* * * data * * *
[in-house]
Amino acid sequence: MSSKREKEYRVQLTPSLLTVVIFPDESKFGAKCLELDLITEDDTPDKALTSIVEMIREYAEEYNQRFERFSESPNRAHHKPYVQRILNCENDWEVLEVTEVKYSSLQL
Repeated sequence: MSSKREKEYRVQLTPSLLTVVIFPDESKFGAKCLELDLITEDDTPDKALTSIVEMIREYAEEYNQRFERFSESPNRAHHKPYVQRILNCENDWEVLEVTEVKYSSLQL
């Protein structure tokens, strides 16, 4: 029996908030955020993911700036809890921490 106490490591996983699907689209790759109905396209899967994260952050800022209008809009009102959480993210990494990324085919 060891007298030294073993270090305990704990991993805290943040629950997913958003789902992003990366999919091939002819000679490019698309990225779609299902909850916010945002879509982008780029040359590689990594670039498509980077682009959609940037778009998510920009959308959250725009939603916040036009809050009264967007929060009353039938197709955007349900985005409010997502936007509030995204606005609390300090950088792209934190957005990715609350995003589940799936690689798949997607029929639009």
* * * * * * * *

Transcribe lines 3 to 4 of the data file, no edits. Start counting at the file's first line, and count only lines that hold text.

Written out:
Repeated sequence: MSSKREKEYRVQLTPSLLTVVIFPDESKFGAKCLELDLITEDDTPDKALTSIVEMIREYAEEYNQRFERFSESPNRAHHKPYVQRILNCENDWEVLEVTEVKYSSLQL
């Protein structure tokens, strides 16, 4: 029996908030955020993911700036809890921490 106490490591996983699907689209790759109905396209899967994260952050800022209008809009009102959480993210990494990324085919 060891007298030294073993270090305990704990991993805290943040629950997913958003789902992003990366999919091939002819000679490019698309990225779609299902909850916010945002879509982008780029040359590689990594670039498509980077682009959609940037778009998510920009959308959250725009939603916040036009809050009264967007929060009353039938197709955007349900985005409010997502936007509030995204606005609390300090950088792209934190957005990715609350995003589940799936690689798949997607029929639009």